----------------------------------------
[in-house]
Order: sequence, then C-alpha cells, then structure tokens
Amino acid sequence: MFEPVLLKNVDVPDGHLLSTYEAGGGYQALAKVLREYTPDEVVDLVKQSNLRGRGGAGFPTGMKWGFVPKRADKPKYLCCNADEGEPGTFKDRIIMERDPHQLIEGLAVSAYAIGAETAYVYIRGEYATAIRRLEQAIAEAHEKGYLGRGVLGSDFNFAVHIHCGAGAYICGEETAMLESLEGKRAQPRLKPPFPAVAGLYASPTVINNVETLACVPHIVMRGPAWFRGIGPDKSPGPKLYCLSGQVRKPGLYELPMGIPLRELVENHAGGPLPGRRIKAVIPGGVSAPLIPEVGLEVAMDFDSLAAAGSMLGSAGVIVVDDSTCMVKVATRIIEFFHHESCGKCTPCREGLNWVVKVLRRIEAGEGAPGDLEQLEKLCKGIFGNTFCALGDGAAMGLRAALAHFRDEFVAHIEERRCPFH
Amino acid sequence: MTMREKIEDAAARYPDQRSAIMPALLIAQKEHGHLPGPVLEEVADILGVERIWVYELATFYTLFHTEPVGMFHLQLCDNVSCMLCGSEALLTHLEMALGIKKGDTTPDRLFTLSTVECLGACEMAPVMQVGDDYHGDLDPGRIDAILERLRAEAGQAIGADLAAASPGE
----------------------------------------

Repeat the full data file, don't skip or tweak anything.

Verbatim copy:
[in-house]
Order: sequence, then C-alpha cells, then structure tokens
Amino acid sequence: MFEPVLLKNVDVPDGHLLSTYEAGGGYQALAKVLREYTPDEVVDLVKQSNLRGRGGAGFPTGMKWGFVPKRADKPKYLCCNADEGEPGTFKDRIIMERDPHQLIEGLAVSAYAIGAETAYVYIRGEYATAIRRLEQAIAEAHEKGYLGRGVLGSDFNFAVHIHCGAGAYICGEETAMLESLEGKRAQPRLKPPFPAVAGLYASPTVINNVETLACVPHIVMRGPAWFRGIGPDKSPGPKLYCLSGQVRKPGLYELPMGIPLRELVENHAGGPLPGRRIKAVIPGGVSAPLIPEVGLEVAMDFDSLAAAGSMLGSAGVIVVDDSTCMVKVATRIIEFFHHESCGKCTPCREGLNWVVKVLRRIEAGEGAPGDLEQLEKLCKGIFGNTFCALGDGAAMGLRAALAHFRDEFVAHIEERRCPFH
Amino acid sequence: MTMREKIEDAAARYPDQRSAIMPALLIAQKEHGHLPGPVLEEVADILGVERIWVYELATFYTLFHTEPVGMFHLQLCDNVSCMLCGSEALLTHLEMALGIKKGDTTPDRLFTLSTVECLGACEMAPVMQVGDDYHGDLDPGRIDAILERLRAEAGQAIGADLAAASPGE